AG Lubricants

Difference between Mineral and Synthetic

How an Oil Filter Works

The oil filter helps remove contaminants from your car engine’s oil that can accumulate over time as the oil keeps your engine clean.
The importance of clean motor oil
Clean motor oil is important because if the oil were left unfiltered for a period of time, it could become saturated with tiny, hard particles that can wear surfaces in your engine. This dirty oil can wear the oil pump’s machined components and damage the bearing surfaces in the engine.
How oil filters work
The outside of the filter is a metal can with a sealing gasket that allows it to be tightly held against the engine’s mating surface. The base plate of the can holds the gasket and is perforated with holes around the area just inside the gasket. A central hole is threaded to mate with the oil filter assembly on the engine block. Inside the can is the filter material, most frequently made from synthetic fiber. The engine’s oil pump moves the oil directly to the filter, where it enters from the holes in the perimeter of the base plate. The dirty oil is passed (pushed under pressure) through the filter media and back through the central hole, where it re-enters the engine.
Choosing the right oil filter
Choosing the correct oil filter for your vehicle is of the utmost importance. Most oil filters look very similar, but small differences in the threads or gasket size can determine whether or not a particular filter will work on your vehicle. The best way to determine which oil filter you need is by consulting your owner’s manual or by referencing a parts catalog. Using the wrong filter can cause oil to leak out of the engine, or an ill-fitting filter could just fall off. Either of these situations could lead to serious engine damage.
You get what you pay for
Generally speaking, the more money you spend the better the filter is. Lower-cost oil filters can contain light-gauge metal, loose (or shredding) filter material, and poor quality gaskets that can lead to failure of the filter. Some filters may filter out smaller bits of dirt a little better, and some may last longer. So, you should research the features of each filter that fits your vehicle to determine which one best fits your needs.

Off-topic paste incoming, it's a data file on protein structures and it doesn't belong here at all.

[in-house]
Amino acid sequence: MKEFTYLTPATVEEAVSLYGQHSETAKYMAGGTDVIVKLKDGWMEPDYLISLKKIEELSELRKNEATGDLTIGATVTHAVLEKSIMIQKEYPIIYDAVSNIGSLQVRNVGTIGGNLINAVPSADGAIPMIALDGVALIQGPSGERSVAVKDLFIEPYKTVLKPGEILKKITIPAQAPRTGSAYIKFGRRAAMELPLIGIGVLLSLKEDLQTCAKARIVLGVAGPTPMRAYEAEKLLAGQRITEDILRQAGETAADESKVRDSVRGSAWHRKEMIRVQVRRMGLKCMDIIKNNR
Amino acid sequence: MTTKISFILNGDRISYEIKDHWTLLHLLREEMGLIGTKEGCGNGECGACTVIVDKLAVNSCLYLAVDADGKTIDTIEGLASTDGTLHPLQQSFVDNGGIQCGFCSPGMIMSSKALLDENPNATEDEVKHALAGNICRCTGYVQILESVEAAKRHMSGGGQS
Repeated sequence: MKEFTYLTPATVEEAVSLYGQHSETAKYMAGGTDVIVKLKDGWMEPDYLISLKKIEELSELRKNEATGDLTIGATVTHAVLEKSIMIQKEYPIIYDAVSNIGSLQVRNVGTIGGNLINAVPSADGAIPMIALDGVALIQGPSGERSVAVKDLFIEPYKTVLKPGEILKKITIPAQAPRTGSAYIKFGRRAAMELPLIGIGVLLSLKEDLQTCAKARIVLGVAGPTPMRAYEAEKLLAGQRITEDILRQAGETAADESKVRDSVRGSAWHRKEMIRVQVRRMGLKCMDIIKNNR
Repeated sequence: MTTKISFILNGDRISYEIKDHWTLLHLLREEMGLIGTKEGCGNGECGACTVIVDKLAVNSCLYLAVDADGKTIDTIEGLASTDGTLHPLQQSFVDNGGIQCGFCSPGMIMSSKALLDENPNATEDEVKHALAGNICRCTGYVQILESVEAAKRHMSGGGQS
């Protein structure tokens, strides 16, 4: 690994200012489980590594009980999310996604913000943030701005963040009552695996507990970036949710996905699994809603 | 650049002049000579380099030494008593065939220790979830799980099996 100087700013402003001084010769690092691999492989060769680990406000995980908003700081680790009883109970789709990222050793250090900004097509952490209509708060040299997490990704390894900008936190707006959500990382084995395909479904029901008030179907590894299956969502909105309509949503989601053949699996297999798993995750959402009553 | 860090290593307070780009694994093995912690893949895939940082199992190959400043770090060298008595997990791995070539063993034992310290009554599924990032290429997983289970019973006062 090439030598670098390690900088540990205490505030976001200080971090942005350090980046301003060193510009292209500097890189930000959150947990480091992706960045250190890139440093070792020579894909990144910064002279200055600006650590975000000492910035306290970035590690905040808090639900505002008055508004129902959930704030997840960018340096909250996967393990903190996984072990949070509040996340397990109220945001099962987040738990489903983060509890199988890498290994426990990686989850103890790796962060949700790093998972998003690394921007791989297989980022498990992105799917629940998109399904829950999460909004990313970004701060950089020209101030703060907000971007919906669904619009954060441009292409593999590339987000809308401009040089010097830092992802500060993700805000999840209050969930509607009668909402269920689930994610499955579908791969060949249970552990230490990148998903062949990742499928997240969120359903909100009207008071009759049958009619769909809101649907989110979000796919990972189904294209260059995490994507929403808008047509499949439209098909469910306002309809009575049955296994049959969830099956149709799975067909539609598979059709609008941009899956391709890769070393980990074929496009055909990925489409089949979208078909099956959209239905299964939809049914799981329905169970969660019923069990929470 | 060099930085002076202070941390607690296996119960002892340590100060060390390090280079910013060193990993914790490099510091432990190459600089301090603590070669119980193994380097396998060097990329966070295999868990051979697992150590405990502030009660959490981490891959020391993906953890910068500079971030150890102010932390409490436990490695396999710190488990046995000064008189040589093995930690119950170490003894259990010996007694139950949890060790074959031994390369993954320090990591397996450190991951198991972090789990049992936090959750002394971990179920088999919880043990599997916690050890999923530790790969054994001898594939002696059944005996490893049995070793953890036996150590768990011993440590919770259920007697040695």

Difference between a Turbocharger and Supercharger

How turbocharger and superchargers differ

Turbochargers and superchargers can sometimes get confused. With “chargers” in their names, it’s easy to mistake turbochargers and superchargers as one-to-one engine devices. However, there are a few significant differences that put them on opposite ends of the automotive spectrum.

Turbochargers and superchargers: The function of induction

Before discussing their differences, it helps to understand what links turbochargers and superchargers from an engineering standpoint. Turbochargers and superchargers are forced induction systems. These systems use compressors to push compressed air into the engine. The compressed air allows for extra oxygen to reach the engine, which helps create an extra boost of power.

The main difference between turbochargers and superchargers is their energy source. Turbochargers use the vehicle’s exhaust gas; two fans – a turbine fan and a compressor fan – rotate from exhaust gas. Conversely, superchargers are powered directly by the engine; a belt pulley drives gears that cause a compressor fan to rotate.

Turbochargers find a new purpose in modern engines

Known best for their use in high-performance cars and racing applications, turbochargers and superchargers can command a lot more power from engines. However, only turbochargers have recently experienced mainstream success and are now being leveraged by major automakers for their fuel economy benefits. Everything from sedans to light-duty trucks feature turbo options, allowing drivers to enjoy plenty of horsepower from a fuel-efficient engine.